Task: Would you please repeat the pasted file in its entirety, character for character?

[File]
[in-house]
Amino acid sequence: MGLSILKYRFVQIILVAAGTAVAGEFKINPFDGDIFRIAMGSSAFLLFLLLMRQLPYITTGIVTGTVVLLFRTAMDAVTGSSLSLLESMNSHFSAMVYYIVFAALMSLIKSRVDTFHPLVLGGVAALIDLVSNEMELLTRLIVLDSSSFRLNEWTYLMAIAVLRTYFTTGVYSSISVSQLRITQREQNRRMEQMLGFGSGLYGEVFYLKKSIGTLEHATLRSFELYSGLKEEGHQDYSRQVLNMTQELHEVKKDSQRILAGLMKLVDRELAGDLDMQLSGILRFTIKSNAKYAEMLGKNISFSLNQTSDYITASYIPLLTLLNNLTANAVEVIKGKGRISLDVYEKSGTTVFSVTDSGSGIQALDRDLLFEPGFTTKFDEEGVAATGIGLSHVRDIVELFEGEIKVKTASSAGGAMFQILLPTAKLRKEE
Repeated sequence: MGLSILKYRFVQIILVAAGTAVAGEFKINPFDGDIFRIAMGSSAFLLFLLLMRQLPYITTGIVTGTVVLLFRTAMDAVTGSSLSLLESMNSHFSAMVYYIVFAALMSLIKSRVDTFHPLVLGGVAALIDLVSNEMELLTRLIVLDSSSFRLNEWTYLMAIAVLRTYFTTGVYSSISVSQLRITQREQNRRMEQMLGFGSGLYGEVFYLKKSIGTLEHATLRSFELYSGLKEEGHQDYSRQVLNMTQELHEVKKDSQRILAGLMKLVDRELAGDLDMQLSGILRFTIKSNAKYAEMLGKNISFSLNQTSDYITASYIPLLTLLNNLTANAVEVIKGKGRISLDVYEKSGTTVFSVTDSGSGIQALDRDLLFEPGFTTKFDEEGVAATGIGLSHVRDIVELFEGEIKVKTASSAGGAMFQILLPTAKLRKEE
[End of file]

[in-house]
Amino acid sequence: MGLSILKYRFVQIILVAAGTAVAGEFKINPFDGDIFRIAMGSSAFLLFLLLMRQLPYITTGIVTGTVVLLFRTAMDAVTGSSLSLLESMNSHFSAMVYYIVFAALMSLIKSRVDTFHPLVLGGVAALIDLVSNEMELLTRLIVLDSSSFRLNEWTYLMAIAVLRTYFTTGVYSSISVSQLRITQREQNRRMEQMLGFGSGLYGEVFYLKKSIGTLEHATLRSFELYSGLKEEGHQDYSRQVLNMTQELHEVKKDSQRILAGLMKLVDRELAGDLDMQLSGILRFTIKSNAKYAEMLGKNISFSLNQTSDYITASYIPLLTLLNNLTANAVEVIKGKGRISLDVYEKSGTTVFSVTDSGSGIQALDRDLLFEPGFTTKFDEEGVAATGIGLSHVRDIVELFEGEIKVKTASSAGGAMFQILLPTAKLRKEE
Repeated sequence: MGLSILKYRFVQIILVAAGTAVAGEFKINPFDGDIFRIAMGSSAFLLFLLLMRQLPYITTGIVTGTVVLLFRTAMDAVTGSSLSLLESMNSHFSAMVYYIVFAALMSLIKSRVDTFHPLVLGGVAALIDLVSNEMELLTRLIVLDSSSFRLNEWTYLMAIAVLRTYFTTGVYSSISVSQLRITQREQNRRMEQMLGFGSGLYGEVFYLKKSIGTLEHATLRSFELYSGLKEEGHQDYSRQVLNMTQELHEVKKDSQRILAGLMKLVDRELAGDLDMQLSGILRFTIKSNAKYAEMLGKNISFSLNQTSDYITASYIPLLTLLNNLTANAVEVIKGKGRISLDVYEKSGTTVFSVTDSGSGIQALDRDLLFEPGFTTKFDEEGVAATGIGLSHVRDIVELFEGEIKVKTASSAGGAMFQILLPTAKLRKEE